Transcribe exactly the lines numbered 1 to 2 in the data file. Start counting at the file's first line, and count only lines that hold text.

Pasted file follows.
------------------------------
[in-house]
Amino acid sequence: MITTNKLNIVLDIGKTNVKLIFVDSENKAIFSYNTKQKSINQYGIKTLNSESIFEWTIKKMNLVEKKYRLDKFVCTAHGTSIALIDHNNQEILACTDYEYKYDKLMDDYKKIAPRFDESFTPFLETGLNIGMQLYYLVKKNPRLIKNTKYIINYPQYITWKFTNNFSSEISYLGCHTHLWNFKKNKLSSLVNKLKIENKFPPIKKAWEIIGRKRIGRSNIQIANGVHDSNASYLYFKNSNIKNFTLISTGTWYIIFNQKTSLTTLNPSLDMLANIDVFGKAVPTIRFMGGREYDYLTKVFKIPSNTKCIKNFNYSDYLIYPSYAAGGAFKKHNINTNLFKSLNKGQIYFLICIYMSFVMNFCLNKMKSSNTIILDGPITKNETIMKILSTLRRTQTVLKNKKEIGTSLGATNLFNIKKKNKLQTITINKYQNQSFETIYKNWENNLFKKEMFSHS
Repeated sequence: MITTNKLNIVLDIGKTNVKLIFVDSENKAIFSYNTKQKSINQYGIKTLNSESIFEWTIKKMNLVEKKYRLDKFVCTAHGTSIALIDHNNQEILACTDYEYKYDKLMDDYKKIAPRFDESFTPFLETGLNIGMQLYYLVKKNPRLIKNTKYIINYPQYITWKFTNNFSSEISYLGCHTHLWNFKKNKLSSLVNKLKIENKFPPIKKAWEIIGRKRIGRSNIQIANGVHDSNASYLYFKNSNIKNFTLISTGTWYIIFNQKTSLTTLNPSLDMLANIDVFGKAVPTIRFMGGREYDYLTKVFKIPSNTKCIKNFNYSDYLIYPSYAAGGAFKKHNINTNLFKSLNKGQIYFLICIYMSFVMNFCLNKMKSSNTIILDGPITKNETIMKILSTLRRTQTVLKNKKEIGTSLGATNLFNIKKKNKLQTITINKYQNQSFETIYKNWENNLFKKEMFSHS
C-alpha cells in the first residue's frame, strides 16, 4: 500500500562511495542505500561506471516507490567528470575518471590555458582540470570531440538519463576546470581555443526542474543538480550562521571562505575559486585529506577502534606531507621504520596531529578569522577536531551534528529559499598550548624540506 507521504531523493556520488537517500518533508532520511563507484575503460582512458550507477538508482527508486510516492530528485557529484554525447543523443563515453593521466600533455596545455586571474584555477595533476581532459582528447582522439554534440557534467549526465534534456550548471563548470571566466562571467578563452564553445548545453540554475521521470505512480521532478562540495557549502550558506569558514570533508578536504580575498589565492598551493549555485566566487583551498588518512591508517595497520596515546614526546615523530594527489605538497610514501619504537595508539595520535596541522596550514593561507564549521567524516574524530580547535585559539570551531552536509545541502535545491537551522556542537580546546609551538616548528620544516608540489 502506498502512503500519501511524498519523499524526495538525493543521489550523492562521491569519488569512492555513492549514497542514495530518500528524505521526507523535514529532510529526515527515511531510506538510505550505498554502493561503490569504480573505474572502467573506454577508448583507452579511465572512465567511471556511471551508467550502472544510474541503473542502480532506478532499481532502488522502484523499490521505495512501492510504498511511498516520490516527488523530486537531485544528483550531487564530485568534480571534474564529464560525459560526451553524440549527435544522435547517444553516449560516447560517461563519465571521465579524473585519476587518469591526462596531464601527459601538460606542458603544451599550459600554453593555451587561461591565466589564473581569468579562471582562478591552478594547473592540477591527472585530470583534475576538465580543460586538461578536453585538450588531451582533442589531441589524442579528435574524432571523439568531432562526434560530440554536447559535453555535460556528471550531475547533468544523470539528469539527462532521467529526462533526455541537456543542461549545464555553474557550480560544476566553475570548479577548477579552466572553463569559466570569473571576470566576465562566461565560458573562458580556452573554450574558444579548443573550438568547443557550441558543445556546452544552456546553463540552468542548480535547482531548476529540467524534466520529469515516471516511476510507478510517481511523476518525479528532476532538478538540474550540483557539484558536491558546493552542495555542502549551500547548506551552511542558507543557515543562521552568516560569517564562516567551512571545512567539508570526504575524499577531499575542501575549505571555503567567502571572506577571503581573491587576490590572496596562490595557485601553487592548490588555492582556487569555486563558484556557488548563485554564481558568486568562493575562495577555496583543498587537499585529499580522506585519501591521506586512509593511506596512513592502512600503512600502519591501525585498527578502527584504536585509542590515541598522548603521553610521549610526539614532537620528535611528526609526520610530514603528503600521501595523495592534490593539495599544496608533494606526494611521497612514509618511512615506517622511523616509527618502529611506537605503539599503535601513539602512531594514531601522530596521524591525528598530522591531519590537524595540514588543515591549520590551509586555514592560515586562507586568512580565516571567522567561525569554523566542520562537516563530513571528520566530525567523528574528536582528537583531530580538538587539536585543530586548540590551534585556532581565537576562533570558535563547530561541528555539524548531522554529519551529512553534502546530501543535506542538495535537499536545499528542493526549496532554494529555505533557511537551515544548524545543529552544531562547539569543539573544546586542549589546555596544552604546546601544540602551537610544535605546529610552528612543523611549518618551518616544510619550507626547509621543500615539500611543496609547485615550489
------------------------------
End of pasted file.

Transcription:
[in-house]
Amino acid sequence: MITTNKLNIVLDIGKTNVKLIFVDSENKAIFSYNTKQKSINQYGIKTLNSESIFEWTIKKMNLVEKKYRLDKFVCTAHGTSIALIDHNNQEILACTDYEYKYDKLMDDYKKIAPRFDESFTPFLETGLNIGMQLYYLVKKNPRLIKNTKYIINYPQYITWKFTNNFSSEISYLGCHTHLWNFKKNKLSSLVNKLKIENKFPPIKKAWEIIGRKRIGRSNIQIANGVHDSNASYLYFKNSNIKNFTLISTGTWYIIFNQKTSLTTLNPSLDMLANIDVFGKAVPTIRFMGGREYDYLTKVFKIPSNTKCIKNFNYSDYLIYPSYAAGGAFKKHNINTNLFKSLNKGQIYFLICIYMSFVMNFCLNKMKSSNTIILDGPITKNETIMKILSTLRRTQTVLKNKKEIGTSLGATNLFNIKKKNKLQTITINKYQNQSFETIYKNWENNLFKKEMFSHS